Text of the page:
ran off with it before I could.
PLANTATION YO-YO (Run, Nigger...Run!)
piece was created in response to the southern trend of naming
affluent housing developments (Hilton Head?), 'Plantations’.
The name implies to the buyer a unique sense of southern
nostalgia, a romantic lifestyle that encapsulates the serene,
idyllic and gentile image of the South so prominent in books
and movies. Unfortunately for slaves, that lifestyle was
the by-product of their forced labor. Plantations represented
to them nothing more than a labor camp where their suffering
and meager existence was held in stark contrast to their
owners excess. How ironic; 150 years ago, slaves endured
hardship and uncertainty risking their lives to escape the
Plantation. Today, class conscious blacks who have successfully
overcome hardship and uncertainty now strive to live on the
image of the fleeing slave was taken from a woodcut by the famous
Harlem Renaissance artist, Aaron Douglas.
BLACK PEOPLE LOVE PORK, BECAUSE AFRICA IS SHAPED LIKE
A PORK CHOP
thing you can bet the farm on with me is that the more humorous
the piece is, the deeper the thought behind it. It runs in the
same vein of the stand-up comic, the funnier they are on stage,
chances are the more screwed up they are off-stage. This painting
started out with a penny. Yes, a penny. I noticed that the penny
was the only brown coin. That it had a President in left profile
where the others were right facing and the President was Lincoln.
So, in my twisted mind, I can up with the theory that they put
Lincoln on the penny because he freed the slaves. (Not true,
but - ) That piece went on to become 'Wee The People'. Click
'here' to see that one. Anyway, that thought eventually led me
to the title of this piece. When I was in the Navy, I took a
psychology course and the Professor, Dr. Roddy, opened the door
to Aristotle's enthymemes. This one deals with non-sequitor which
I believe is the underlying tennent behind many of the social
stereotypes held today (non-linear thoughts often combined to
produce faulty assumptions). This was the first mixed media piece
I ever attempted. I wanted it to look and feel exactly like a
pack of pork chops you bought in a grocery store. The chops are
made from styro-foam, and wrapped in plastic. The labels were
silkscreened on adhesive film and stuck directly to the packing,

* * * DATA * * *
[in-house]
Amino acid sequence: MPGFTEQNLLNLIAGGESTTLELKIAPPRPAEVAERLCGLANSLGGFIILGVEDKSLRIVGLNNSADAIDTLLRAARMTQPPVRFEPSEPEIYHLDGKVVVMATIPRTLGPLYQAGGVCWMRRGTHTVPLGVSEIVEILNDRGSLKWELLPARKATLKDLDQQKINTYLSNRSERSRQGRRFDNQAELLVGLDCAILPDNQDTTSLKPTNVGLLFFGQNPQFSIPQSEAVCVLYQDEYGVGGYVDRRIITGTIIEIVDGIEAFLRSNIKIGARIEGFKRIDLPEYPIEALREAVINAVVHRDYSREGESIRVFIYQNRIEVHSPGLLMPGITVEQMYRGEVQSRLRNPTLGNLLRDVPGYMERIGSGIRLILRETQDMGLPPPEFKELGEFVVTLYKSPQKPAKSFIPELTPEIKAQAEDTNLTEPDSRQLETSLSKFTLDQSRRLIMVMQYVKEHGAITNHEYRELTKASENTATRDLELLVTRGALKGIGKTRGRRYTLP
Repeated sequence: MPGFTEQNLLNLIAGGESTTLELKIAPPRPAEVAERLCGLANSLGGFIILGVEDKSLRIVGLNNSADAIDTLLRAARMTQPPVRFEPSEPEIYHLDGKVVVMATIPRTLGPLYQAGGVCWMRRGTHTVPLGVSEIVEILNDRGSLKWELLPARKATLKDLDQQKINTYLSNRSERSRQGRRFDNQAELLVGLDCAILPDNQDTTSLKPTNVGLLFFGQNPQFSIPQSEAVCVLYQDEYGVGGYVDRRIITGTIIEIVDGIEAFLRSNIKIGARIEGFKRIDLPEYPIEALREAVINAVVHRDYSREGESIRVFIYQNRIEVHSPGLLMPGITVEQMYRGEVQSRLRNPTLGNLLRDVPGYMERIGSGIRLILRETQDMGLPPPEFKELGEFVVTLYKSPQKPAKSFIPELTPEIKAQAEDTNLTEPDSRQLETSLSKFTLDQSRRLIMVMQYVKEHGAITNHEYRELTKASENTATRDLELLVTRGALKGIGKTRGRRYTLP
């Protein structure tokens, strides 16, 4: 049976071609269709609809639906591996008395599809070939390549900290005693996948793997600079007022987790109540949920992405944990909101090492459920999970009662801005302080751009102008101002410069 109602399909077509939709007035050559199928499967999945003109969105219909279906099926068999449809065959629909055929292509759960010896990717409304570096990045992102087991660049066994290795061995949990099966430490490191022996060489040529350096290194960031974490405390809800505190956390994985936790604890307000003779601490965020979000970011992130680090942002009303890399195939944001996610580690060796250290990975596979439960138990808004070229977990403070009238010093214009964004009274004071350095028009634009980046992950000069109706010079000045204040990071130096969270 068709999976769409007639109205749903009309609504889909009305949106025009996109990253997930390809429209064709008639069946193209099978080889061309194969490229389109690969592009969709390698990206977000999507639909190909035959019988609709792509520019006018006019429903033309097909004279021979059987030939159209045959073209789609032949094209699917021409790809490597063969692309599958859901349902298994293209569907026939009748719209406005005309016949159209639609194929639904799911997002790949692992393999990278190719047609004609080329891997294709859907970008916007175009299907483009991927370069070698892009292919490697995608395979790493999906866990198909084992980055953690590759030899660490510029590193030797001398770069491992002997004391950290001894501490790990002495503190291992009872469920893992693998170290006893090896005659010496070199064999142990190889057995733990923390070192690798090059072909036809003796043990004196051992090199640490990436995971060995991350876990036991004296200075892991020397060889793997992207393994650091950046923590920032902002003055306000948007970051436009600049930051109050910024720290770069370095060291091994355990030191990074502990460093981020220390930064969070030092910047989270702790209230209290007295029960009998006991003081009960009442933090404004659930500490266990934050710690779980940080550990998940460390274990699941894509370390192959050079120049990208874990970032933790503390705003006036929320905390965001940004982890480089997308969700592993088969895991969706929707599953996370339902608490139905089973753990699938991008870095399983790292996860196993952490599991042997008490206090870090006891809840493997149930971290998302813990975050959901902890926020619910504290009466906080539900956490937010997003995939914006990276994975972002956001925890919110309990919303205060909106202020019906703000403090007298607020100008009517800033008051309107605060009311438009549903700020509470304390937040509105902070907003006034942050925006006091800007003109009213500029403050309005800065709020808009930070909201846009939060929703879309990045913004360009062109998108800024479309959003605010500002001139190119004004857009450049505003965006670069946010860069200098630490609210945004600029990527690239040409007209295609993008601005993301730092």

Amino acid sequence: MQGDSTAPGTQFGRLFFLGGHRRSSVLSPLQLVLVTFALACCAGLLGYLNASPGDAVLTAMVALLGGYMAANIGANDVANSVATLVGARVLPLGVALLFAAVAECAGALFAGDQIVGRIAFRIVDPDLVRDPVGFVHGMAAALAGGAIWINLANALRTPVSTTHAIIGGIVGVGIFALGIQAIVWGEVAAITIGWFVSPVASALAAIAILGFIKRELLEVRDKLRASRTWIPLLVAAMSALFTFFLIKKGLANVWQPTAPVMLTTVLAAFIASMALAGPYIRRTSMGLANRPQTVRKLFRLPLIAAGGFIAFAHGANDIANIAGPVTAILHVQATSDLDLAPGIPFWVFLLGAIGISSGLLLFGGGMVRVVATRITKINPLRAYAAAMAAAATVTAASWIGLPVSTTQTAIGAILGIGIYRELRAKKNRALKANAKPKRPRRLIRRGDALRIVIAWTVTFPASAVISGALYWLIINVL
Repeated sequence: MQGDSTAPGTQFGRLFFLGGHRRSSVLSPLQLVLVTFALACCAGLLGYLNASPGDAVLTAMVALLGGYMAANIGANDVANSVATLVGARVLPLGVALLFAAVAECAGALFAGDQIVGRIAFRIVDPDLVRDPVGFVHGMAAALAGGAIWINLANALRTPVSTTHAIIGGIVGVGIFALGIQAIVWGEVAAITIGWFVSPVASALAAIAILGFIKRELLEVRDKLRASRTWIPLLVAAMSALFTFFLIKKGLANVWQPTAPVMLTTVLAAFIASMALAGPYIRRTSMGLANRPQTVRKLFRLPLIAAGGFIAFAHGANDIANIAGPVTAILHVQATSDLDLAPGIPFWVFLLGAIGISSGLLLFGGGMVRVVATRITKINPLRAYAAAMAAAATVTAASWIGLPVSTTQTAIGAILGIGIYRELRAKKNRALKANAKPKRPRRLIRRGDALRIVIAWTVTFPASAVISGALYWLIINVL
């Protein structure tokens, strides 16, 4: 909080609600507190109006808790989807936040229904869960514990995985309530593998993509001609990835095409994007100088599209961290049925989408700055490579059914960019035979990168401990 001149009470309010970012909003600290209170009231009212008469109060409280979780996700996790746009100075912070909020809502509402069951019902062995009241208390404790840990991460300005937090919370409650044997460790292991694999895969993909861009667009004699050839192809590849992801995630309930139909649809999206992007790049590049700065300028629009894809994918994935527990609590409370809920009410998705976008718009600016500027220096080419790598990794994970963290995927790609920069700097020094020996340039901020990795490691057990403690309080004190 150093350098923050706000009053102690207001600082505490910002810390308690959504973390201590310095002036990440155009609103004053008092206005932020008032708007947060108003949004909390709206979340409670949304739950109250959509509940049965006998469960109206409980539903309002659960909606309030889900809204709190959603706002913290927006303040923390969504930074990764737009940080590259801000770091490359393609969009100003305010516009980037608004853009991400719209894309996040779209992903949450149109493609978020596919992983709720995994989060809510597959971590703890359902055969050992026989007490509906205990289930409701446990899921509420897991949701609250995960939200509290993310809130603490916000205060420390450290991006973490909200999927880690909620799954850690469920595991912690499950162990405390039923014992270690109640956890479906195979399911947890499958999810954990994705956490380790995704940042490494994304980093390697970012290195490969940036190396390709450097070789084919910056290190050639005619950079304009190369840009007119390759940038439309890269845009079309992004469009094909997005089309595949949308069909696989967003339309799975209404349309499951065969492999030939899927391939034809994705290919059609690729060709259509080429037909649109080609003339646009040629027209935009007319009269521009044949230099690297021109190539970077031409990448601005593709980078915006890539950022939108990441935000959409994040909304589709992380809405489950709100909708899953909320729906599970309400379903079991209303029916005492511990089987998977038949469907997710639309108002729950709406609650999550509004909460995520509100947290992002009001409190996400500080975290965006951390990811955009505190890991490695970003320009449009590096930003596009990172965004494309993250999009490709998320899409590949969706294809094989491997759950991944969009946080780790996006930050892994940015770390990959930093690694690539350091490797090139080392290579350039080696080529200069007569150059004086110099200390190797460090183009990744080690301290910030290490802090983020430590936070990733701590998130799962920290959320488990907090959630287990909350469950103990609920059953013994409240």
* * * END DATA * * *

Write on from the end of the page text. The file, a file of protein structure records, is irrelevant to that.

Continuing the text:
just like the real thing. The addition of the little pig face
is not a reference to the official logo of the Piggly Wiggly
grocery chain (even though that's where I got it from).. I added
that later as a tribute to my favorite artist, Tarleton Blackwell,
who often uses the image of the pig as a recurring motif in his
painting marked a turning point in my career. Admittedly, I was
an 'angry artist', making statements and questioning social conventions
recklessy. The problem with that is that it's easy to dismiss
the art if the artist is perceived as 'angry'. I learned that
it's okay to be 'angry', but to make that point of view effective,
you have to learn to channel, communicate and transfer your anger
to the viewer and arouse 'your anger' within them. Make them
feel what you feel. It's a dificult thing to do. If you succeed,
the viewer has to deal with issues they sometimes would rather
avoid which is the point. They question themselves and not the
first time this piece was displayed was at the African American
Gallery in Charleston, SC during a solo exhibition. It was by
all account a success until a black woman entered and saw 'Responsibility'.
She made a bee line for me where I was engaged in discussion
with a few other patrons, interrupted the conversation and launched
into a heated admonition. She stated that I as an artist had
no business creating images that was disparaging towards the
black community. She felt that my work was not a comment but
instead a glorification of the fact that black men were disproportionately
'dead beat dads'. I found her tirade ridiculous and amusing and
when asked to comment, simply asked her, 'How do you know that
man even knows that woman?' Where others found my remarks humorous,
she did not. She started cursing at me and was soon escorted